Oops. Furthermore, let's get to the supposed meat of your claim, which is that it would be hypocritical to suggest that the Surgeon General be expected to support PPACA but not your "interpretation" of Section 2706(a), which necessarily includes chiropractors and naturopaths, the specific examples given above. Why? PPACA is a federal law. Where is the moral imperative to blindly support random state licensing choices?

* "Podiatric physicians" in my state, to be precise, who are otherwise uniquely granted one noteworthy privilege under law that sets them apart from all other health-care providers.

Reading through a spa catalogue I discovered that there is an Ayurvedic therapy which involves ( I swear that this is true) dripping oil on the subject's forehead - it's called "Shirodhara" and it's supposed to be calming, help with headaches and sinus trouble etc.

Now who would want someone dripping oil- perhaps herbal oil-on them- running all over their face, into their hair making them all greasy and slick? And you have to pay for the pleasure of this service yet.

The Journal of Altrnative and Complementary Medicine even has an article about its psychoneuroimmunological effects ( Uebaba et al, 15, 10, 2008).

By Denice Walter (not verified) on 19 Nov 2013 #permalink

I found some info on the new surgeon general nominee a few days ago that indicates he may still be into alternative medicine. Here is a link to a blog written in his name: http://www.vivekmurthy.com/ . If you click on his about me section it looks like he followed some alternative medicine websites, including one on Ayurveda and another by a doctor who incorporates CAM into her practice. He blogged in 2011, and joined blogger in 2007, so it looks like he's had an interested in alternative medicine since getting out of residency.

What is Deepak Chopra's current position vis-a-vis Ayurveda? Does he talk much about that part of his career, riding on the coat-tails of Maharishi Mahesh Yoga and his more egregious scams,* or does he try to play it down? It strikes me that there is not a comfortable fit between Chopra's current shtick of vague Higher Obscurities -- Global Quantum Consciousness and such as -- and the crabbed, finicky, literally Medieval particularities of body types.

* Unusually long for Medical News & Perspectives, the expose on the marketing of Maharishi Ayur-Veda documents a widespread pattern of misinformation, deception, and manipulation of lay and scientific news media. This campaign appears to be aimed at earning at least the look of scientific respectability for the TM movement, while boosting the sales of their extremely lucrative products and services. (One example is the herbal elixir known as Maharishi Amrish Kalash, which costs $1000 for a year's supply.

Chopra says everyone should take the cure/prevent-all twice a day. Chopra claims their health care is far more cost-effective than conventional medicine. However, the annual cost of just this one Maharishi Ayur-Veda product is equivalent to 40% of the average per-capita expenditure on all health care in the United States in 1989. The other products and services he recommends just to maintain health would cost thousands of dollars more each year. However, this pales compared with the cost of Maharishi Ayur-Veda treatments in case of actual illness, which can exceed $10,000 for the performance of a ceremony to appease the gods or or for the purchase of Jyotish gems to restore their health.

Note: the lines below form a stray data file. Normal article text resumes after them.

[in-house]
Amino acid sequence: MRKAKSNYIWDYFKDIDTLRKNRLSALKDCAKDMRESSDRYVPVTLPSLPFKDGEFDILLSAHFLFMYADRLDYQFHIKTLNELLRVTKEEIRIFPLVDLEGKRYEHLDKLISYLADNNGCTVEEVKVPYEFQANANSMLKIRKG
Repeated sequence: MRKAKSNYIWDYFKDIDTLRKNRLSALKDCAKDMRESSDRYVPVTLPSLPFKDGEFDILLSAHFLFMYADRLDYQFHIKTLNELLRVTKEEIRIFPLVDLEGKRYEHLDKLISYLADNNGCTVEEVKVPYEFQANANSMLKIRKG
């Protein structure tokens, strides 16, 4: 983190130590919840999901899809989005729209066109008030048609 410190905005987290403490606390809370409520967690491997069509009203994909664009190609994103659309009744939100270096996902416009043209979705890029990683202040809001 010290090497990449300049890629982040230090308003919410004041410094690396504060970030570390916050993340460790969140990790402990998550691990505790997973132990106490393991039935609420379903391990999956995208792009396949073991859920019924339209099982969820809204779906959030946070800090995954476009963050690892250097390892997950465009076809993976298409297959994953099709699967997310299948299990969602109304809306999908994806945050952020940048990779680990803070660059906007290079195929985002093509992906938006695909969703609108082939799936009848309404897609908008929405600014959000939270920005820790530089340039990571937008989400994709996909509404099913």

By herr doktor bimler (not verified) on 19 Nov 2013 #permalink

However, this pales compared with the cost of Maharishi Ayur-Veda treatments in case of actual illness, which can exceed $10,000 for the performance of a ceremony to appease the gods....

I actually just wanted to say "buttering the lingam at both ends," but I'm too tired to do it properly. Somebody have Carl get back to me with a 2706(a) analysis, pronto.

"When traveling in India, I stayed at an Ayurvedic hospital, where each patient is given an astrological reading before treatment begins. I was told by the medical astrologer after reading my chart, that I should perform an Abhishekam once a week as a remedy. She gave me instructions to break a tender coconut, and pour the fresh coconut juice over a Shiva lingam every Monday. She said that this would help to appease Lord Shiva, and he in turn would bless me with a more calm, collected, and peaceful mind. This reaffirmed for me that Ayurveda is a spiritual science of healing, concerned with all aspects of the body, mind, and emotions."

I stayed at an Ayurvedic hospital, where each patient is given an astrological reading before treatment begins.

Conspicuously absent there: any mention of illness. Evidently the "spiritual science of healing" works best in the absence of disease.

By herr doktor bimler (not verified) on 19 Nov 2013 #permalink

no offense intended to the literally millions of people who swear by ayurvedic medicine

Part of me thinks "Why *not* offend them?" and part of me redoubles the efforts to follow Krebiozen's example.

By herr doktor bimler (not verified) on 19 Nov 2013 #permalink

HDB,

Part of me thinks “Why *not* offend them?” and part of me redoubles the efforts to follow Krebiozen’s example.

There's nothing saintly about it I assure you. I was once in a bus that was stoned by an angry mob of Hindus, and only escaped with my life* thanks to the quick-thinking driver's ability to reverse at speed down a muddy flooded road. Don't be fooled by all that smiling, chanting and incense. They may look gentle and unthreatening, but an angry Hindu is a force to be reckoned with.